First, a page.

For those aged eight and over, the latest Young Reds is a Horse Hospital special! Read fascinating facts about horse’s brilliant bodies and find out what it’s like to be a Redwings Vet through our ‘day in the life’ interview and interactive game. Our vets work so hard to look after us all and we are so lucky to have them, we thought they deserved to be mentioned in this autumn issue. 
 
If you don’t already receive Mini Reds or Young Reds, ask a parent or guardian to click on the 'Join up' link at the top right of this page and fill in your details to get your FREE copy!

 

16 August 2018

Summer Club - Mini Vets

Hey, Red again!
 
I keep hearing great things about Redwings’ Summer Club so thought I would update you all on what’s been happening so far.
 
The mini vets session proved popular at all our visitor centres where aspiring vets were helping to give one of my horsey friends a health check. Here’s a taster of what they learned about:
 
Breathing – Yes, making sure your horsey patient is breathing is an obvious one, but also look at their belly moving in and out to count how many breaths they are taking. The ideal range is 12-16 breaths per minute. If a horse is breathing a lot faster than this something may be wrong, which our vets would need to investigate further.
 
Heartrate – You can check a horse’s heartbeat by using a stethoscope, just like the ones you see at the doctors. The ideal range is 36-44 beats per minute. If a horse’s heartbeat is a lot faster, this is another sign that something could be wrong. Check out this video, by one of our vets, to see another way to check for a horse’s heartbeat: https://www.youtube.com/watch?v=SCJH8EOZb5s.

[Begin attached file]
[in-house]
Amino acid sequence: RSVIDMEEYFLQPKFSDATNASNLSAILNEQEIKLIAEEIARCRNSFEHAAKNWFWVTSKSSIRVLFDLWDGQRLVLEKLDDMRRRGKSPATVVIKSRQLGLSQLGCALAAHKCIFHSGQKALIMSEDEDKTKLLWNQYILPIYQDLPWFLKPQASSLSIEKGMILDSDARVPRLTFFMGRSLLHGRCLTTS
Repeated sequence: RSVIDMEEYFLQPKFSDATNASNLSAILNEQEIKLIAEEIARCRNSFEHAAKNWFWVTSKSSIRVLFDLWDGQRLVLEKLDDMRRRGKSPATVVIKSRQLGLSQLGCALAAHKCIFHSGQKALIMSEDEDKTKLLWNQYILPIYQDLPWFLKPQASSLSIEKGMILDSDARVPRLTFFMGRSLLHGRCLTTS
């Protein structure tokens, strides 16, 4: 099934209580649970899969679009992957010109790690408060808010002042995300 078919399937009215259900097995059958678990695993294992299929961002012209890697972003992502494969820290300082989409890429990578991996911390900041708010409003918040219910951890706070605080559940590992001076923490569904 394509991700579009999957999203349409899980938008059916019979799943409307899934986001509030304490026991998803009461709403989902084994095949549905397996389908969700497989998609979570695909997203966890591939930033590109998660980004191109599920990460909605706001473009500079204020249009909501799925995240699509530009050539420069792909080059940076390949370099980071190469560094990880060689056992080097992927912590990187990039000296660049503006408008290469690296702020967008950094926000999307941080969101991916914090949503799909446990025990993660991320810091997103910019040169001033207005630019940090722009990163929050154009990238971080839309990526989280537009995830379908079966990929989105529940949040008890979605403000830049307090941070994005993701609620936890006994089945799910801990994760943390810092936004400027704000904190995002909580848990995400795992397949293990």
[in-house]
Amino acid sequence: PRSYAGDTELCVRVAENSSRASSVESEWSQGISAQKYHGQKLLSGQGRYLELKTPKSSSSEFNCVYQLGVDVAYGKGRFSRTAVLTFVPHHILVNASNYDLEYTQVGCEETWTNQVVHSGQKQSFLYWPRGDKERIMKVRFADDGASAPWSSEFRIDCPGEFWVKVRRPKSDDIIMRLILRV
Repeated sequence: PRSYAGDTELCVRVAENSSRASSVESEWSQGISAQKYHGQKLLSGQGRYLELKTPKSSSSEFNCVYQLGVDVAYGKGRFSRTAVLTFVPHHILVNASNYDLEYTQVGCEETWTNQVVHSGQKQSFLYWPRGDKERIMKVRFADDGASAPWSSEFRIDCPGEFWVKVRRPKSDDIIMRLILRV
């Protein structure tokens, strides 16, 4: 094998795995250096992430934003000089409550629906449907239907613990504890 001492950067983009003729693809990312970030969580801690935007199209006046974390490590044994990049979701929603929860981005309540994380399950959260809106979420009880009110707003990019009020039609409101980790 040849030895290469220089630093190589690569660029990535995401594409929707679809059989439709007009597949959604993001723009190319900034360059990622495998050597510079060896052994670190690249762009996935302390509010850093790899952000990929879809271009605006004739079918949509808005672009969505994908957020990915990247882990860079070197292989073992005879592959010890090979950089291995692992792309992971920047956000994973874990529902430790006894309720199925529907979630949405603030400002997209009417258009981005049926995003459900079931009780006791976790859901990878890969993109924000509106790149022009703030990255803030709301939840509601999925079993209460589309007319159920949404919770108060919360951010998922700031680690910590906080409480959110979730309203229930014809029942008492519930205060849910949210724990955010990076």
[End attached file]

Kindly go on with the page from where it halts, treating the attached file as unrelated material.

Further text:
Temperature – Our temperature is between 37.5 – 38.5°c; anything a lot higher or lower could be a sign we are unwell.
 
Finally, look at the poo! – I know you love the gross bits! Paddocks are checked every day for the presence of poo, its texture and for worms. We can poo 8-12 times a day so that’s a lot of poo to look through! Anything more or less than this may indicate a problem. Samples are collected and sent over to the vets for testing for worms. Having lots of worms in our system can make us very poorly so vets will look at our poo for worms and their eggs, and may do further tests if needed.
 
Sounds like our mini vets have been busy and from what I was told, all of my horsey friends passed their health checks. Thank you for helping to make sure my friends stay happy and healthy.
 
I wonder what our mini farriers have been up to…? I’ll keep you posted.